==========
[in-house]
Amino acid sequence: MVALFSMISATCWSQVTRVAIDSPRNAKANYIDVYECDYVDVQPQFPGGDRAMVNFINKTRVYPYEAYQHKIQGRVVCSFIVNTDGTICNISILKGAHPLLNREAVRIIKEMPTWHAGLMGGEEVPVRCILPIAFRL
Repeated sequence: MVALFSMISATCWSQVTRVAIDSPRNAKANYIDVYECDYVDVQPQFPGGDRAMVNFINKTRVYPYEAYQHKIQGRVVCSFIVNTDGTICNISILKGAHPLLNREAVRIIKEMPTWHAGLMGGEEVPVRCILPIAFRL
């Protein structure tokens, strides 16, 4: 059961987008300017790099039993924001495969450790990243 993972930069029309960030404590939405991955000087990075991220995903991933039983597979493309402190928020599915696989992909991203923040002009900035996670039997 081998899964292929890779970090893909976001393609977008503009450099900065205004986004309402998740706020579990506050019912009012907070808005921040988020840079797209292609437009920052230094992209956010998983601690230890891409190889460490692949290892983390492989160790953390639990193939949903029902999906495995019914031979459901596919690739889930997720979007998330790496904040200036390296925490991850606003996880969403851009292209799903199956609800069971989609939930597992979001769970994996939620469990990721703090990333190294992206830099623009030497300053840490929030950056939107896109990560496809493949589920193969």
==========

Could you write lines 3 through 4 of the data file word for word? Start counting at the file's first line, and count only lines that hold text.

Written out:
Repeated sequence: MVALFSMISATCWSQVTRVAIDSPRNAKANYIDVYECDYVDVQPQFPGGDRAMVNFINKTRVYPYEAYQHKIQGRVVCSFIVNTDGTICNISILKGAHPLLNREAVRIIKEMPTWHAGLMGGEEVPVRCILPIAFRL
């Protein structure tokens, strides 16, 4: 059961987008300017790099039993924001495969450790990243 993972930069029309960030404590939405991955000087990075991220995903991933039983597979493309402190928020599915696989992909991203923040002009900035996670039997 081998899964292929890779970090893909976001393609977008503009450099900065205004986004309402998740706020579990506050019912009012907070808005921040988020840079797209292609437009920052230094992209956010998983601690230890891409190889460490692949290892983390492989160790953390639990193939949903029902999906495995019914031979459901596919690739889930997720979007998330790496904040200036390296925490991850606003996880969403851009292209799903199956609800069971989609939930597992979001769970994996939620469990990721703090990333190294992206830099623009030497300053840490929030950056939107896109990560496809493949589920193969």